Consideration of  the above Heideggerian thesis and his pupil Hannah Arendt’s condemnation of the modern age as being the womb of totalitarianism opens up a logical/metaphysical “space” for a cognitive attitude towards The History of Philosophy and The History of Psychology that seeks to restore a “thread of tradition” running from Greek Culture via the Enlightenment and onward to a modern enlightened attitude toward globalization. Such a space would supplement,  or neutralize the claim that globalization is principally driven by economic and scientific factors.

Both Descartes and Hobbes rejected the Metaphysics of  Aristotle and attempted to fill the ensuing philosophical vacuum with epistemological discussions of human nature and ethics. The above quote of Brett’s places the blame for the elevation of epistemological inquiry over other forms squarely on the shoulders of Plato thus minimizing the Platonic view of man as a fundamentally ethical being possessing a mind in need of regulation by Reason and Philosophy.

Brett rightly also refers to Parmenidean speculation that sensation must belong even to inorganic beings because, his argument goes, if this were not the case sensation would emerge sui generis with the advent of life and be inexplicable. This paradoxically places Parmenides in the materialist camp and it might be the case that Plato’s Philosophy was an attempt to move away from this position without falling into the bottomless pit of Becoming espoused by Heraclitus. Brett’s account of the position of Parmenides also includes, however, thoughts that Aristotle would develop in his theories :

“Mind is the product of the material constitution of the body, and the activities of mind, the thoughts vary in relation to the different constitutions  of men.”

Different thoughts vary with different constitutions is one implication of the above quote. This assumption is embedded in various modern Psychological personality coordinate systems. In one system (H Eysenck)we are presented with a longitudinal axis of stability-neuroticism and a latitudinal axis of extraversion-introversion. The theory is basically a coordinate system that will find a position for every individual. The philosophical assumption in this context is the general or universal position that an organ system of a particular kind is requisite for thinking, feeling etc to occur. The above coordinate system requires an individual to answer questions that of course require thoughtful answers. In Aristotelian terms, the above empirical constitutionally based personality theory would address the so-called materialist-cause of thought or thinking. The above theory proposed by Eysenck also appeals to factors such as the genetic determination of the constitution of human, animal, and plant life.

The above example illustrates well the relation of historical assumptions to present theorizing. Parmenides in his philosophical “poem” writes about “The Way of Truth”  and being led by the goddess of truth in search of the indivisible and holistic “One”. This, according to Heidegger is an expression  of a relation to Being or Reality in the spirit of what he called “unconcealment” (aletheia), a relation very different to the relation to Being expressed in the so-called “Way of Opinion” instantiated in the above claim of  Parmenides that mind is the product of the material constitution of the body.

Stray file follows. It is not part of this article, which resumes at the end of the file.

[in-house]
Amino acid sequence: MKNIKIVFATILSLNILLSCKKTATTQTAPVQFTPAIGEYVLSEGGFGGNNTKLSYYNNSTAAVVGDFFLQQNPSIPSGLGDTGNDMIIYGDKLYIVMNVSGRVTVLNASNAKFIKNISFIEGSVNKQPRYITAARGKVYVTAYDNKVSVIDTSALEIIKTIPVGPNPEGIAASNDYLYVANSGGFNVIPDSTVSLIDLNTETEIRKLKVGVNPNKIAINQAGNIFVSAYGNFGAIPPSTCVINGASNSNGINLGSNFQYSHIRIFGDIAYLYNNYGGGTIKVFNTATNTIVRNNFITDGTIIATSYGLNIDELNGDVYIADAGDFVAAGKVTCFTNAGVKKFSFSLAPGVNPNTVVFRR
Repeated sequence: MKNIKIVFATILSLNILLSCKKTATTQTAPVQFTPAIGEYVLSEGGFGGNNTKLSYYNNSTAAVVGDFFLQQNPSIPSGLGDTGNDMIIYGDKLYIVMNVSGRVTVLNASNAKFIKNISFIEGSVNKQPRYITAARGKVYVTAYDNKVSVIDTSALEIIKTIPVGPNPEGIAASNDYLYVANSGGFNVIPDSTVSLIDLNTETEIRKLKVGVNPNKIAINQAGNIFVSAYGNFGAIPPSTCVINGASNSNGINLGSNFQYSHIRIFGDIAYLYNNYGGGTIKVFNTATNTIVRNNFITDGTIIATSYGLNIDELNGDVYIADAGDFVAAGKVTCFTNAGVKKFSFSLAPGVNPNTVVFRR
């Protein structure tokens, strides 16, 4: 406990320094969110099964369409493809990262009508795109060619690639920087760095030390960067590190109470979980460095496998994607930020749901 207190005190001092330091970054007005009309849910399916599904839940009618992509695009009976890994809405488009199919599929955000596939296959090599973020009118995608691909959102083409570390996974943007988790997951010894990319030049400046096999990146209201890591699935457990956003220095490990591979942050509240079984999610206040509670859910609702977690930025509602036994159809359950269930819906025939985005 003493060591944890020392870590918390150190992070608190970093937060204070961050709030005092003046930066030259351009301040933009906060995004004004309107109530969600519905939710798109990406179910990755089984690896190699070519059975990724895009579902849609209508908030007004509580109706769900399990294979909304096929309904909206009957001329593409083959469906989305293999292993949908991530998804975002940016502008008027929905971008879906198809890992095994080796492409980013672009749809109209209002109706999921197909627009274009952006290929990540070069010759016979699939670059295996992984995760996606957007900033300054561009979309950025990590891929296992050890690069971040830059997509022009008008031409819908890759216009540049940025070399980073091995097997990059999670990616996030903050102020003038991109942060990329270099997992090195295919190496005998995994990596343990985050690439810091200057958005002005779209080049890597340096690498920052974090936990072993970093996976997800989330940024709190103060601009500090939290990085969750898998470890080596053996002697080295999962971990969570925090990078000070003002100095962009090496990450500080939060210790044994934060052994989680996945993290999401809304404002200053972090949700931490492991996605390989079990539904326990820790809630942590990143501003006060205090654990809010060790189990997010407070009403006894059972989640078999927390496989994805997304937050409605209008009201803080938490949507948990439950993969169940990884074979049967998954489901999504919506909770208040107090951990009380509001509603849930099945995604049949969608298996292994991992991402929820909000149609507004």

Modern Psychology dwells in a world of variables, in particular in an environment where variables are manipulated and the effects are observed and measured. The Philosophical issue involved is, of course, historical and the question to raise is “Why has Modern Psychology embraced the assumptions of materialism/observationalism and the interpretative methodology of statistics(The Way of Opinion) rather than a principled approach as is instantiated by the theorizing of Freud (The Way of Truth).

This is, of course, a complex question and requires an understanding of a philosophical view of history. Heidegger’s view is that History is popularly conceived of as motion, events, and processes which happen and through which something comes to pass. This is a linear causal view that at best produces a history that is defined as the totality of facts about the past. Heidegger adopts a teleological view reminiscent of the teleological “cause” or “explanation” we encounter in Aristotle’s Metaphysical theory of change when he insists that History is more concerned with destiny and the transmission of essence or potential in an actualizing process. Man, for Heidegger, is the being for whom his very being is an issue and that issue involves unconcealment or the revelation of the Being of beings. This unveiling is the essence of the Parmenidean and Aristotelian concepts of Aletheia. Heidegger points to how, in the absence of this understanding, even great Historians such as Jacob Burckhardt resort to what he calls “the balancing of the books”: facts are given positive and negative weights and conclusions such as  Spengler’s the decline of Western Civilisation are produced from this method. Here too Biological assumptions lie behind the “calculations”. Spengler balanced the books of the facts and arrived at the telos of decline where the more cautious philosophical position would be that the end is uncertain for the West.

History, for the modern philosopher, has a meaning which is being revealed as part of the Way of Truth rather than the Way of Opinion Spengler has chosen. History must provide us with the Zeitgeist of an age. In relation to this search for the spirit of the modern age, Heidegger continues his account of the transformation of the idea of the truth. As we saw aletheia was Latinised  into Veritas and this, in turn, was transformed by medieval scholasticism into  “adaequatio, rectitudo,, and iustitia: